Spain’s celebrated Kulunka Teatro stuns L.A. with lyrical, wordless ‘André & Dorine’
André & Dorine / photo by Gonzalo Jerez and Manuel D.

LOS ANGELES  — I missed it when Spain’s celebrated Kulunka Teatro visited L.A. before, but it’s back now and should not be missed! Last time, it garnered a Los Angeles Drama Critics Circle award with its production of André & Dorine. Latino Theater Company presents a limited two-week return engagement (seen opening night, June 8) through June 19, at downtown’s Los Angeles Theatre Center (yes, they spell theater/re two different ways).

Here’s a curious factoid that may be unique in theater history: Five playwrights are credited with the script—José Dault, Garbiñe Insausti, Edu Cárcamo, Iñaki Rikarte, and Rolando San Martín—yet not a single word is spoken for the entire 80-minute duration of the play. It could be compared, perhaps, to a full-length drama filmed in the silent movie era, but not even with title cards. In fact, I wonder if the company has thought of making a filmed version of this production.

A poignant depiction of love and aging disrupted by Alzheimer’s, André & Dorine tells the story of an elderly couple—André with his typewriter, Dorine with her cello—and how they relive and reinvent their love together as the disease becomes a permanent and frustrating factor of their relationship. Three actors (the first three named above as contributing playwrights) portray more than 15 different characters using only masks, gesture and movement, and props. Almost anyone in the world would be able to relate to this universal story.

The evening begins with a soundtrack of Edith Piaf songs. I’m not sure why, but they do evoke a bygone era, one of cabarets and love affairs, what can be regretted, and what not, of a hard-earned wisdom about life.

Gonzalo Jerez and Manuel D.

The ironic thing is that André is a lifelong professional writer, a prolific novelist one presumes. His default position is always at his typewriter. As he moves through life, he clearly takes inspiration from the depth and complexity of a committed marriage, from its rapturous times through the petty annoyances and vanities of togetherness, as well as to its challenging years, especially toward the end. After his own death, their son discovers one final manuscript.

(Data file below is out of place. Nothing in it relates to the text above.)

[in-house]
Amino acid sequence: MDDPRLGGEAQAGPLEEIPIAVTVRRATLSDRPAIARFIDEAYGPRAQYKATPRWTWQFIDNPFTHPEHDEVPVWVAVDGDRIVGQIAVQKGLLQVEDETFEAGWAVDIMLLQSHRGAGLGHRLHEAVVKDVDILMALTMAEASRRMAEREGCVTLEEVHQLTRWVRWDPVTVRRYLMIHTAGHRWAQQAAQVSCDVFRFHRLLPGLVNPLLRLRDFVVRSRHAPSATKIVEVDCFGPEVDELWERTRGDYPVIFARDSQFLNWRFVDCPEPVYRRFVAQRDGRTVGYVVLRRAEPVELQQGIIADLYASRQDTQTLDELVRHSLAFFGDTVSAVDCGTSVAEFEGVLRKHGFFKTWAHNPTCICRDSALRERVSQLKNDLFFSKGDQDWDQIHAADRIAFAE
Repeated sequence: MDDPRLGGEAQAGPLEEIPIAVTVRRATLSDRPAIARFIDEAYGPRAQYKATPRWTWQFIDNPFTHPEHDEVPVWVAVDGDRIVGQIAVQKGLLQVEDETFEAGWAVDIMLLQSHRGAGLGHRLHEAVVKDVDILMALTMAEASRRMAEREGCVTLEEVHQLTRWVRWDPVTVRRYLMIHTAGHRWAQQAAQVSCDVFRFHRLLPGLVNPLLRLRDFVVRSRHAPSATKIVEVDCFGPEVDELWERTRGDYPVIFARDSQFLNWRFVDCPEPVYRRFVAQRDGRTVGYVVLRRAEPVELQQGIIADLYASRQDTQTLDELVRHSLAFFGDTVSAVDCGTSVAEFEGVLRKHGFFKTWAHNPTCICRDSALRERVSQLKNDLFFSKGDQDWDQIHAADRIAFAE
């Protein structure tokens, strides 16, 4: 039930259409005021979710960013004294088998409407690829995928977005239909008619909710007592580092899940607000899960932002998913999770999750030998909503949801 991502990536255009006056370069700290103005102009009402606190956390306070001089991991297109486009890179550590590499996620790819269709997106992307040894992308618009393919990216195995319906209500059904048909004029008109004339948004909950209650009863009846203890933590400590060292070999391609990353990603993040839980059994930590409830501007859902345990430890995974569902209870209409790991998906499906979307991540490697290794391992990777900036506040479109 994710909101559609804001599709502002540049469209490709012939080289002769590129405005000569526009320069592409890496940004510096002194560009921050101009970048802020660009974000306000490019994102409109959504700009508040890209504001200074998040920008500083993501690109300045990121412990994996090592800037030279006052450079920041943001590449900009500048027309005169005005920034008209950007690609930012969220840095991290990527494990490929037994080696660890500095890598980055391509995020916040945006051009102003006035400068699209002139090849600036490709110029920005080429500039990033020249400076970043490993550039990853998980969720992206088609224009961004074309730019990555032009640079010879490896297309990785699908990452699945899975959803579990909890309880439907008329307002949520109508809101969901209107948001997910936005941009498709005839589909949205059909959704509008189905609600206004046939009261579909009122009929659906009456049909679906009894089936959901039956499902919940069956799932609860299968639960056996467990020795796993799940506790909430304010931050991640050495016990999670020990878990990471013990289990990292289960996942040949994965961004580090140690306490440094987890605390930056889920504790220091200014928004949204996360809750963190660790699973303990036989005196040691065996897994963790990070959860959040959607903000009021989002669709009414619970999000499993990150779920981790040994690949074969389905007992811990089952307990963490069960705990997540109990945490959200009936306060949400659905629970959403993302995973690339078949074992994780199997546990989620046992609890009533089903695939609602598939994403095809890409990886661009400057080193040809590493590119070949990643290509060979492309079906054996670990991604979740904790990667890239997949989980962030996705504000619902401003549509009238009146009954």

It’s not depressing, though. It’s just the eternal cycle of life. As one generation dies off, another is born.

In more than one scene, a character is reading the pages of a new book and their facial expressions and body actions tell us as much, maybe more, than the writer’s actual words. Very humbling for anyone who devotes their life to either the written or the spoken word!

Though the actors do not speak, there is still plenty of sound, the tapping of the ever-present typewriter as well as the strokes of the bow across Dorine’s cello, doorbells, and other sound effects. Almost all of it, a deaf person could easily comprehend. (A blind person would have a great deal of trouble with it, however.) Bit by bit, we watch the couple age in place, from the randy sexual creatures they were when they first met all the way through denial to senility. The contemplation of treasured photographs gives way to flashbacks recalling the couple’s early life together. The original music is by Yayo Cáceres. The masks are credited to Garbiñe Insausti. Costumes are by Ikerne Giménez, with lighting by Carlos Samaniego “Sama.”  Iñaki Rikarte directs. Listed as the General Manager is Mikel Insausti, who I assume is related to the actress and masketeer Garbiñe.